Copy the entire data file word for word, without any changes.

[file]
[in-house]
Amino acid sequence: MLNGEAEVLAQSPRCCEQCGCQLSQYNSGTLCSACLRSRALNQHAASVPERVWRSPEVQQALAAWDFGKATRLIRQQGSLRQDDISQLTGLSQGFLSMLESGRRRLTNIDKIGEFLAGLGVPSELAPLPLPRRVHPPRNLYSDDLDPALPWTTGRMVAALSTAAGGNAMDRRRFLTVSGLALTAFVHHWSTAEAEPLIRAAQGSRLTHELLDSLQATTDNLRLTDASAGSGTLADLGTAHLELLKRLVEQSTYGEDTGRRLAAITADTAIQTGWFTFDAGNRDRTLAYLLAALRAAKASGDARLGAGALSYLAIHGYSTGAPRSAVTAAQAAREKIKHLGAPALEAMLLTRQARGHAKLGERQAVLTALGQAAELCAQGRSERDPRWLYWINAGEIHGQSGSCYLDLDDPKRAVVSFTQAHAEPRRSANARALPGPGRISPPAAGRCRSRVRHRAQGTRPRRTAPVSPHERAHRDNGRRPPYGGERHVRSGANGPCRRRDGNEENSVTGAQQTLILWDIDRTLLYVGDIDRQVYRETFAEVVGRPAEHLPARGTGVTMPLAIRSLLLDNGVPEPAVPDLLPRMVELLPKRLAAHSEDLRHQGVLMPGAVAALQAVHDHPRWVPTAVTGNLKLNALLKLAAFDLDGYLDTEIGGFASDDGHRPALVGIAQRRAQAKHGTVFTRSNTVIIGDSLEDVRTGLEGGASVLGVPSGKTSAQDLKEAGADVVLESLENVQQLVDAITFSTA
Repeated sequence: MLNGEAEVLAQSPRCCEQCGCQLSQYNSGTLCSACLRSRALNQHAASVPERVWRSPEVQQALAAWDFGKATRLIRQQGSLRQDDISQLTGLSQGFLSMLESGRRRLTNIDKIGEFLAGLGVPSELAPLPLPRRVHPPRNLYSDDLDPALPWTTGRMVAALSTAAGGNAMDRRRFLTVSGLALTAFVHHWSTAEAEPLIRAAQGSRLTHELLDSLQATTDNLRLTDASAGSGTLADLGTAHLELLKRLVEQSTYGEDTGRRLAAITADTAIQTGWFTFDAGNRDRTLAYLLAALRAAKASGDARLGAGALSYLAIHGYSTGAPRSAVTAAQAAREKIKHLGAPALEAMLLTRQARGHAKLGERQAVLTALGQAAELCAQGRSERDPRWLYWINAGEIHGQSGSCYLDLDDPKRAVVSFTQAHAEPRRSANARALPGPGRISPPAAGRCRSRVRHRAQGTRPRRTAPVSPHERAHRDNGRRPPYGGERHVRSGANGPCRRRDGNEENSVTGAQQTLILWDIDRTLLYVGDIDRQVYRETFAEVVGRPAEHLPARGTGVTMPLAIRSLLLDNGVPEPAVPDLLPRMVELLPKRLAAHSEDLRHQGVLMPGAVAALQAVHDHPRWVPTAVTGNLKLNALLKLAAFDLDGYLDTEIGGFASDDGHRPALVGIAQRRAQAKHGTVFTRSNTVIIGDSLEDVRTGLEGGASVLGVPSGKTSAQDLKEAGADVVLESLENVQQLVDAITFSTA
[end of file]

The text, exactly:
[in-house]
Amino acid sequence: MLNGEAEVLAQSPRCCEQCGCQLSQYNSGTLCSACLRSRALNQHAASVPERVWRSPEVQQALAAWDFGKATRLIRQQGSLRQDDISQLTGLSQGFLSMLESGRRRLTNIDKIGEFLAGLGVPSELAPLPLPRRVHPPRNLYSDDLDPALPWTTGRMVAALSTAAGGNAMDRRRFLTVSGLALTAFVHHWSTAEAEPLIRAAQGSRLTHELLDSLQATTDNLRLTDASAGSGTLADLGTAHLELLKRLVEQSTYGEDTGRRLAAITADTAIQTGWFTFDAGNRDRTLAYLLAALRAAKASGDARLGAGALSYLAIHGYSTGAPRSAVTAAQAAREKIKHLGAPALEAMLLTRQARGHAKLGERQAVLTALGQAAELCAQGRSERDPRWLYWINAGEIHGQSGSCYLDLDDPKRAVVSFTQAHAEPRRSANARALPGPGRISPPAAGRCRSRVRHRAQGTRPRRTAPVSPHERAHRDNGRRPPYGGERHVRSGANGPCRRRDGNEENSVTGAQQTLILWDIDRTLLYVGDIDRQVYRETFAEVVGRPAEHLPARGTGVTMPLAIRSLLLDNGVPEPAVPDLLPRMVELLPKRLAAHSEDLRHQGVLMPGAVAALQAVHDHPRWVPTAVTGNLKLNALLKLAAFDLDGYLDTEIGGFASDDGHRPALVGIAQRRAQAKHGTVFTRSNTVIIGDSLEDVRTGLEGGASVLGVPSGKTSAQDLKEAGADVVLESLENVQQLVDAITFSTA
Repeated sequence: MLNGEAEVLAQSPRCCEQCGCQLSQYNSGTLCSACLRSRALNQHAASVPERVWRSPEVQQALAAWDFGKATRLIRQQGSLRQDDISQLTGLSQGFLSMLESGRRRLTNIDKIGEFLAGLGVPSELAPLPLPRRVHPPRNLYSDDLDPALPWTTGRMVAALSTAAGGNAMDRRRFLTVSGLALTAFVHHWSTAEAEPLIRAAQGSRLTHELLDSLQATTDNLRLTDASAGSGTLADLGTAHLELLKRLVEQSTYGEDTGRRLAAITADTAIQTGWFTFDAGNRDRTLAYLLAALRAAKASGDARLGAGALSYLAIHGYSTGAPRSAVTAAQAAREKIKHLGAPALEAMLLTRQARGHAKLGERQAVLTALGQAAELCAQGRSERDPRWLYWINAGEIHGQSGSCYLDLDDPKRAVVSFTQAHAEPRRSANARALPGPGRISPPAAGRCRSRVRHRAQGTRPRRTAPVSPHERAHRDNGRRPPYGGERHVRSGANGPCRRRDGNEENSVTGAQQTLILWDIDRTLLYVGDIDRQVYRETFAEVVGRPAEHLPARGTGVTMPLAIRSLLLDNGVPEPAVPDLLPRMVELLPKRLAAHSEDLRHQGVLMPGAVAALQAVHDHPRWVPTAVTGNLKLNALLKLAAFDLDGYLDTEIGGFASDDGHRPALVGIAQRRAQAKHGTVFTRSNTVIIGDSLEDVRTGLEGGASVLGVPSGKTSAQDLKEAGADVVLESLENVQQLVDAITFSTA